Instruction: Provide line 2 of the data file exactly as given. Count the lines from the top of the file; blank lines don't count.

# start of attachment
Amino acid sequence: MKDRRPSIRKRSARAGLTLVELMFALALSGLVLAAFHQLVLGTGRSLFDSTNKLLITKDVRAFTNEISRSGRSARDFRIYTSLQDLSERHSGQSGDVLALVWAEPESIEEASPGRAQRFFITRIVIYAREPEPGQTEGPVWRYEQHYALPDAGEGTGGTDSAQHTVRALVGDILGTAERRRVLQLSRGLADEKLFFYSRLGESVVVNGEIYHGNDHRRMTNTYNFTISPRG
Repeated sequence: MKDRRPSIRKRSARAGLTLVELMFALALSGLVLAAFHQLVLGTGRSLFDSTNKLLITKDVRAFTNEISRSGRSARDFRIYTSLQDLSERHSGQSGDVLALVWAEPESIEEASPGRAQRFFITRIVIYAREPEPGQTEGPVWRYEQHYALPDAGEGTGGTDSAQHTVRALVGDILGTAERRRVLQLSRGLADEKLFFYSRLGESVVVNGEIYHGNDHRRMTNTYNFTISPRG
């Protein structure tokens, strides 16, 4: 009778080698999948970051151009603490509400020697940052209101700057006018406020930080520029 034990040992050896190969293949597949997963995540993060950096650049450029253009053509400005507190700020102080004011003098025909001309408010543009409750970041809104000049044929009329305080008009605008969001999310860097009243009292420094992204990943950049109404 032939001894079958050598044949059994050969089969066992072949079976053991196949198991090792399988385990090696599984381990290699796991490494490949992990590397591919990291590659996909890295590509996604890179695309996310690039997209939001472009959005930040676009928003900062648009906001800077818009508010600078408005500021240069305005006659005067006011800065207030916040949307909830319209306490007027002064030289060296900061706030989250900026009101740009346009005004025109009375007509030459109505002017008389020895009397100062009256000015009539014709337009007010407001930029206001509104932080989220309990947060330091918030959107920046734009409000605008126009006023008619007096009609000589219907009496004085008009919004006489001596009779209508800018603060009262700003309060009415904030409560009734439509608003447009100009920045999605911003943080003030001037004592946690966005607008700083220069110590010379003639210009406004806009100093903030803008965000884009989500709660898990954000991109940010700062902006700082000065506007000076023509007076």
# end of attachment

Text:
Repeated sequence: MKDRRPSIRKRSARAGLTLVELMFALALSGLVLAAFHQLVLGTGRSLFDSTNKLLITKDVRAFTNEISRSGRSARDFRIYTSLQDLSERHSGQSGDVLALVWAEPESIEEASPGRAQRFFITRIVIYAREPEPGQTEGPVWRYEQHYALPDAGEGTGGTDSAQHTVRALVGDILGTAERRRVLQLSRGLADEKLFFYSRLGESVVVNGEIYHGNDHRRMTNTYNFTISPRG